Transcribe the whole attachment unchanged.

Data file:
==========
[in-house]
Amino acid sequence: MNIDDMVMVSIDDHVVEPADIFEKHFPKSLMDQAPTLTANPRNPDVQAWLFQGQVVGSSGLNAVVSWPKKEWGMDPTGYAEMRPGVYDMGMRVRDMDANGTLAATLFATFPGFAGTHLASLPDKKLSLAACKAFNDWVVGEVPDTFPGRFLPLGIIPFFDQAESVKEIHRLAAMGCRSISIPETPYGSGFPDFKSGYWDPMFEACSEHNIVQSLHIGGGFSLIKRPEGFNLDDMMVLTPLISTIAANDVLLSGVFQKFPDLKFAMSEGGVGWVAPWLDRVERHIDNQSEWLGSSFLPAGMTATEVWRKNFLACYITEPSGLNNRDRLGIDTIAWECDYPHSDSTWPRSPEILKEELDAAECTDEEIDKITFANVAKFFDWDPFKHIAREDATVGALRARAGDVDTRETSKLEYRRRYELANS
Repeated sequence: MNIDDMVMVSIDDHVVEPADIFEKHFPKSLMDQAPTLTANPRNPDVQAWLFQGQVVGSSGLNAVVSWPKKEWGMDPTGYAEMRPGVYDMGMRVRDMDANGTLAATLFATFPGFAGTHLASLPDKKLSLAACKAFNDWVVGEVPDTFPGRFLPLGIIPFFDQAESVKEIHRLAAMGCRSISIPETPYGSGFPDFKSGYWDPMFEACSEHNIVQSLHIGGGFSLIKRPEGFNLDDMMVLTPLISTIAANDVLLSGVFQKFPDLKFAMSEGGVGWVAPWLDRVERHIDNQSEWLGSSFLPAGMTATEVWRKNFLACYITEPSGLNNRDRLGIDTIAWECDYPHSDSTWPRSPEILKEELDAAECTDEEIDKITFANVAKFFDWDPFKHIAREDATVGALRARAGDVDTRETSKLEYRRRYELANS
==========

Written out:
[in-house]
Amino acid sequence: MNIDDMVMVSIDDHVVEPADIFEKHFPKSLMDQAPTLTANPRNPDVQAWLFQGQVVGSSGLNAVVSWPKKEWGMDPTGYAEMRPGVYDMGMRVRDMDANGTLAATLFATFPGFAGTHLASLPDKKLSLAACKAFNDWVVGEVPDTFPGRFLPLGIIPFFDQAESVKEIHRLAAMGCRSISIPETPYGSGFPDFKSGYWDPMFEACSEHNIVQSLHIGGGFSLIKRPEGFNLDDMMVLTPLISTIAANDVLLSGVFQKFPDLKFAMSEGGVGWVAPWLDRVERHIDNQSEWLGSSFLPAGMTATEVWRKNFLACYITEPSGLNNRDRLGIDTIAWECDYPHSDSTWPRSPEILKEELDAAECTDEEIDKITFANVAKFFDWDPFKHIAREDATVGALRARAGDVDTRETSKLEYRRRYELANS
Repeated sequence: MNIDDMVMVSIDDHVVEPADIFEKHFPKSLMDQAPTLTANPRNPDVQAWLFQGQVVGSSGLNAVVSWPKKEWGMDPTGYAEMRPGVYDMGMRVRDMDANGTLAATLFATFPGFAGTHLASLPDKKLSLAACKAFNDWVVGEVPDTFPGRFLPLGIIPFFDQAESVKEIHRLAAMGCRSISIPETPYGSGFPDFKSGYWDPMFEACSEHNIVQSLHIGGGFSLIKRPEGFNLDDMMVLTPLISTIAANDVLLSGVFQKFPDLKFAMSEGGVGWVAPWLDRVERHIDNQSEWLGSSFLPAGMTATEVWRKNFLACYITEPSGLNNRDRLGIDTIAWECDYPHSDSTWPRSPEILKEELDAAECTDEEIDKITFANVAKFFDWDPFKHIAREDATVGALRARAGDVDTRETSKLEYRRRYELANS